What keeps Jews and Christians from getting along? That is a primary question addressed on The Barking Fox. The view here is that we are two parts of the same people, the Kingdom of Israel. Jews are the basis of that Kingdom, the remnant of ancient Israel to whom God committed His oracles, and through whom He brought forth salvation through His Messiah, Yeshua (Jesus) of Nazareth. Christians are people of the nations (Gentiles) who, by the grace of God and their belief in Yeshua as Messiah, cease being Gentiles and join with Jews in the Commonwealth of Israel.
The Apostle Paul wrote much about this, particularly in Romans 9-11 and Ephesians 2. So did the ancient prophets of Israel. Ezekiel saw a vision of Two Sticks, the House of Judah (Jews) and the House of Ephraim (non-Jewish Israelites) coming together in the Messianic Age to be one people again. Hosea spoke of this in his words of judgment and restoration. John the Revelator even mentioned it when He saw the 144,000 saints of God from Israel’s Twelve Tribes sealed with the sign of God during the Tribulation.
“We have been robbed of a significant part of our godly heritage through a calendar that was intentionally removed from the biblical one.”
That is how Pastor Don Finto begins his excellent discourse published recently in Charisma Magazine on the purpose of the Biblical calendar and its applicability to all of God’s people – not just Jews, but Christians as well. This is a subject Messianic believers have understood for quite some time, but which the church as a whole is only now beginning to suspect. Finto continues:
“The early believers in Jesus were all Jewish. Not until Cornelius were the Gentiles received into the fellowship without converting to Judaism. But even these early Gentile followers observed the biblical feasts as a prophetic statement of their newly found faith in the Jewish Messiah who is also Redeemer of the nations. When Paul wrote to the predominantly Gentile believers of Corinth, he spoke of “Christ, our Passover lamb (who) has been sacrificed. Therefore let us keep the Festival …” (1 Cor. 5:7-8). The biblical feasts had become the feasts of the Gentile believers as well.”
The “Jewish” High Holy Days begin at sundown on September 24, 2014, with Yom Teruah, the Feast of Trumpets. It is also called Rosh HaShanah, the Head of the Year. Many people call it the “Jewish New Year”. But what exactly is this festive day? And should Christians even care about this “Jewish” holiday?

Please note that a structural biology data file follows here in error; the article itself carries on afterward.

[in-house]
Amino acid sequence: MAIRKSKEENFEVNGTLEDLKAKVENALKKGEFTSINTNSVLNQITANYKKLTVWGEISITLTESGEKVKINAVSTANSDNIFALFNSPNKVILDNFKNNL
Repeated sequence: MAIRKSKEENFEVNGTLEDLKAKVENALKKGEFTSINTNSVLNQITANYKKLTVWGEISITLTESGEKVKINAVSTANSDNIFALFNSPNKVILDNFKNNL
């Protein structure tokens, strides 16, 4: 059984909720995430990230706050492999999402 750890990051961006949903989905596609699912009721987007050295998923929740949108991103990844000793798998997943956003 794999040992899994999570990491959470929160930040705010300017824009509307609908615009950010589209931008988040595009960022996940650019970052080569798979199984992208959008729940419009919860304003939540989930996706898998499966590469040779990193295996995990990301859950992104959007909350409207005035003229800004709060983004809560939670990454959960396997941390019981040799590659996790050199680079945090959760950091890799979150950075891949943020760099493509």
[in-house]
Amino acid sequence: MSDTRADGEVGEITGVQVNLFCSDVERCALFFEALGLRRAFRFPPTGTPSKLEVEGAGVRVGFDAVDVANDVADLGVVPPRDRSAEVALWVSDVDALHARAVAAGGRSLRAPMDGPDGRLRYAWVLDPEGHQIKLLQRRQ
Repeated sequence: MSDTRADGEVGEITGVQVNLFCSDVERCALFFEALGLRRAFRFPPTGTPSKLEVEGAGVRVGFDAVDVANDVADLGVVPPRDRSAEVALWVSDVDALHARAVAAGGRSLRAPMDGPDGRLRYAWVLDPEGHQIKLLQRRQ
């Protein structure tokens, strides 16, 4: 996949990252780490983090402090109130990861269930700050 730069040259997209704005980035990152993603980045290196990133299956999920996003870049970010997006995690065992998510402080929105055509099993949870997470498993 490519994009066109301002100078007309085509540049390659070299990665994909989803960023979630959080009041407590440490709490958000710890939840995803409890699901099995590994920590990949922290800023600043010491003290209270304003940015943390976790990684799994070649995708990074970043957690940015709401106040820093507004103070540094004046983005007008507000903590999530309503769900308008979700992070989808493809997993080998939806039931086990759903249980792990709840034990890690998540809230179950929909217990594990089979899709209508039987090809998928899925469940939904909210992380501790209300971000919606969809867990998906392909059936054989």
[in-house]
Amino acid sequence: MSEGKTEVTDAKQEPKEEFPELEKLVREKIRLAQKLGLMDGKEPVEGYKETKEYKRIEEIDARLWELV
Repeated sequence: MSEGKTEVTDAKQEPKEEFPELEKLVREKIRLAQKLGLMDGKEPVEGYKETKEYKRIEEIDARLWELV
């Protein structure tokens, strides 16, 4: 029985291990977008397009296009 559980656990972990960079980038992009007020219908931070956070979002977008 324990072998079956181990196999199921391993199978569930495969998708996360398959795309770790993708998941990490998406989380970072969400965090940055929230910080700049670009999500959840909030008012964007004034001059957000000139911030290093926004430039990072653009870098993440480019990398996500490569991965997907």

According to Hebrew understanding, Yom Teruah is the day God completed His work of creation by making human beings, the crowning achievement of His work. In the agricultural cycle of the Ancient Near East, where the Bible was written, this day points toward completion of the growing season when the long-expected “latter rains” come. It is the completion of the civil year, a tradition even the United States government has adopted. These are all good reasons for God to command His people to set this day apart by blowing trumpets and observing a special Sabbath day of rest.
Yet there are some confusing things about Yom Teruah. This “Head of the Year” happens on the first day of the seventh month in the Hebrew calendar. One would expect that the New Year would be in the first month, but God Himself directed that the first month would be in the spring (Exodus 12:1-2). That month, called Nisan or Abib in Hebrew, is the month of three great feasts of the Lord: Passover, Unleavened Bread, and Firstfruits. In that time long ago God delivered His people Israel from bondage in Egypt. Yet the First Month is not the same as the Head of the Year in the Seventh Month, Tishrei. Both months have prophetic significance according to God’s plan for the redemption and restoration of His creation. Through the Feasts celebrated in these months the Lord tells a prophetic story. In the First Month He redeems and delivers His people, and in the Seventh He restores them. One might say He is pressing the reset button to get things back to the way they were before sin caused all this trouble. But why is this “Jewish” feast of Yom Teruah, or any of these “Jewish” feasts, important to Christians?
The answer to that is quite simple: These are not Jewish feasts.
Here are some things that seldom come together in the same sentence: genealogy, Israel’s tribes, Apostle Paul, Moses and Aaron, Ruth and Boaz, the Holy Spirit, and Torah. What could these all have in common? They all come together in the Feast of Weeks, known in Hebrew as Shavuot, and in Greek as Pentecost. Together they reveal to us is God’s plan to bless every family and nation on earth.